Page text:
Margaret Mead

Superorganism and Singularity

There is an aspect to The Singularity which is not discussed much, an orthogonal dimension that is already taking shape, and which is perhaps more significant than what is implied by the “standard definition”:

The Singularity represents an “event horizon” in the predictability of human technological development past which present models of the future may cease to give reliable answers, following the creation of strong AI or the enhancement of human intelligence.  (Definition taken from The Singularity Summit website)

AT&T Stepped Up to the Plate and Made Things Right

When I emailed AT&T about an outrageous international roaming charge that I wanted reversed, I wasn’t expecting much in the way of a positive response.  But I got one, and I am making good on my promise to let people know about it.  If anything is a complex system, cell phone customer service certainly is, so I view this as on topic :-)…

Hive Mindstein

David Basanta’s blog has an interesting thread (quite a few of them actually).  Here’s the setup but you should read the original post, including the Wired article:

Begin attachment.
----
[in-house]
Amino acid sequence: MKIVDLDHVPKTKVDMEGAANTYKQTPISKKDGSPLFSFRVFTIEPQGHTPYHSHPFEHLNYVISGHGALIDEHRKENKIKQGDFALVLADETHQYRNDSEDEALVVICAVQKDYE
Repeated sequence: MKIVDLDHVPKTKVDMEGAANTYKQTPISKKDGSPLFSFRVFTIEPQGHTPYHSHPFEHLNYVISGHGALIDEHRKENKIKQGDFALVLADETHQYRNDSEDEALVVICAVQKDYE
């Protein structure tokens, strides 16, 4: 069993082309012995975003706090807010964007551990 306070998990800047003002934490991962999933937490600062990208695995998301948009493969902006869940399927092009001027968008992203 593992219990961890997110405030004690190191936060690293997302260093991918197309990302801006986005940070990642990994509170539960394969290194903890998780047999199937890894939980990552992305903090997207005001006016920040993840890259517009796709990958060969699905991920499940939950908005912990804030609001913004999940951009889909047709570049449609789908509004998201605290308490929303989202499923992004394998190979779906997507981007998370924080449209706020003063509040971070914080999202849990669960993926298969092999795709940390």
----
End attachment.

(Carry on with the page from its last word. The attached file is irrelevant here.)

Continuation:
Apparently, some people are seeing some potential in cloud computing not just as an aid to science but as a completely new approach to do it. An article in Wired magazine argues precisely that. With the provocative title of The end of theory, the article concludes that, with plenty of data and clever algorithms (like those developed by Google), it is possible to obtain patterns that could be used to predict outcomes…and all that without the need of scientific models.

TED Talk: Susan Blackmore

Memes and “temes”

Apropos of Kevin’s post yesterday on the “Singularity“, we need to be taking more seriously cultural agency (which includes technological and socio-technological agency):…

Complex Systems Defend Themselves

I’ve talked on here about the importance of taking seriously the notion of agency as it applies to systems other than biological.  In reading a recent Wired retrospective on what they called wrong, I was struck by feeling that their error was the same in all three cases, and that is underestimating the degree to which complex systems will defend themselves in the face of attack as if they were living, breathing organisms.…